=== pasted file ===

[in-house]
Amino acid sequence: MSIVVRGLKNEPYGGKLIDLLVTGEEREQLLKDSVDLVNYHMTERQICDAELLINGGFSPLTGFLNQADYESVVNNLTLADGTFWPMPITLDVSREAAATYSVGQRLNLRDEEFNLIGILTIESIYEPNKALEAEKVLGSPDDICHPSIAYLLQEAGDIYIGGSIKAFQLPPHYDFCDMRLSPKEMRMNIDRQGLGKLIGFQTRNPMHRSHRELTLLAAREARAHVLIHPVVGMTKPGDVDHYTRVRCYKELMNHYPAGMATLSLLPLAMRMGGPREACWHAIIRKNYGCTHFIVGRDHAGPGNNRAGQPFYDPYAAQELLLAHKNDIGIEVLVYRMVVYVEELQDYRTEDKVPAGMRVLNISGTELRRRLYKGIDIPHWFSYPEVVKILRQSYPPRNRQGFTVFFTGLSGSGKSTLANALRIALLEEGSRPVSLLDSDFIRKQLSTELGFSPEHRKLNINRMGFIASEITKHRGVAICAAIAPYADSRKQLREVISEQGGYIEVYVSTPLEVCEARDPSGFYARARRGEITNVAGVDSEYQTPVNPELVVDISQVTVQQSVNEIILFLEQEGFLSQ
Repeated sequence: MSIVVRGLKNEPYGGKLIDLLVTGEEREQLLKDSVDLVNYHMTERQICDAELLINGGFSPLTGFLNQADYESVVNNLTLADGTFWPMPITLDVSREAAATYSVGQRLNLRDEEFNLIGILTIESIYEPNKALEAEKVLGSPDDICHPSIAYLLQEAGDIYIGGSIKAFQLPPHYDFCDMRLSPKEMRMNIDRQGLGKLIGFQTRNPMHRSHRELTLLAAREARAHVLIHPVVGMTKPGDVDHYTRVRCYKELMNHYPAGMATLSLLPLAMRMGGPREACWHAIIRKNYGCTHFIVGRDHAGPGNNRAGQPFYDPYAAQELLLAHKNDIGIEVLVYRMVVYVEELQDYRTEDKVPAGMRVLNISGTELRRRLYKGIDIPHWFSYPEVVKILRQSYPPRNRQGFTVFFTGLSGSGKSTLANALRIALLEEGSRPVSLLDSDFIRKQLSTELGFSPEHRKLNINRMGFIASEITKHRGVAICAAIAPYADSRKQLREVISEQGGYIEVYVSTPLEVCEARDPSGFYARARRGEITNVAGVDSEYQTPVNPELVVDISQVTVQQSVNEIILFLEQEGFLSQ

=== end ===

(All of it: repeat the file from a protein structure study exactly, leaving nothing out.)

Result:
[in-house]
Amino acid sequence: MSIVVRGLKNEPYGGKLIDLLVTGEEREQLLKDSVDLVNYHMTERQICDAELLINGGFSPLTGFLNQADYESVVNNLTLADGTFWPMPITLDVSREAAATYSVGQRLNLRDEEFNLIGILTIESIYEPNKALEAEKVLGSPDDICHPSIAYLLQEAGDIYIGGSIKAFQLPPHYDFCDMRLSPKEMRMNIDRQGLGKLIGFQTRNPMHRSHRELTLLAAREARAHVLIHPVVGMTKPGDVDHYTRVRCYKELMNHYPAGMATLSLLPLAMRMGGPREACWHAIIRKNYGCTHFIVGRDHAGPGNNRAGQPFYDPYAAQELLLAHKNDIGIEVLVYRMVVYVEELQDYRTEDKVPAGMRVLNISGTELRRRLYKGIDIPHWFSYPEVVKILRQSYPPRNRQGFTVFFTGLSGSGKSTLANALRIALLEEGSRPVSLLDSDFIRKQLSTELGFSPEHRKLNINRMGFIASEITKHRGVAICAAIAPYADSRKQLREVISEQGGYIEVYVSTPLEVCEARDPSGFYARARRGEITNVAGVDSEYQTPVNPELVVDISQVTVQQSVNEIILFLEQEGFLSQ
Repeated sequence: MSIVVRGLKNEPYGGKLIDLLVTGEEREQLLKDSVDLVNYHMTERQICDAELLINGGFSPLTGFLNQADYESVVNNLTLADGTFWPMPITLDVSREAAATYSVGQRLNLRDEEFNLIGILTIESIYEPNKALEAEKVLGSPDDICHPSIAYLLQEAGDIYIGGSIKAFQLPPHYDFCDMRLSPKEMRMNIDRQGLGKLIGFQTRNPMHRSHRELTLLAAREARAHVLIHPVVGMTKPGDVDHYTRVRCYKELMNHYPAGMATLSLLPLAMRMGGPREACWHAIIRKNYGCTHFIVGRDHAGPGNNRAGQPFYDPYAAQELLLAHKNDIGIEVLVYRMVVYVEELQDYRTEDKVPAGMRVLNISGTELRRRLYKGIDIPHWFSYPEVVKILRQSYPPRNRQGFTVFFTGLSGSGKSTLANALRIALLEEGSRPVSLLDSDFIRKQLSTELGFSPEHRKLNINRMGFIASEITKHRGVAICAAIAPYADSRKQLREVISEQGGYIEVYVSTPLEVCEARDPSGFYARARRGEITNVAGVDSEYQTPVNPELVVDISQVTVQQSVNEIILFLEQEGFLSQ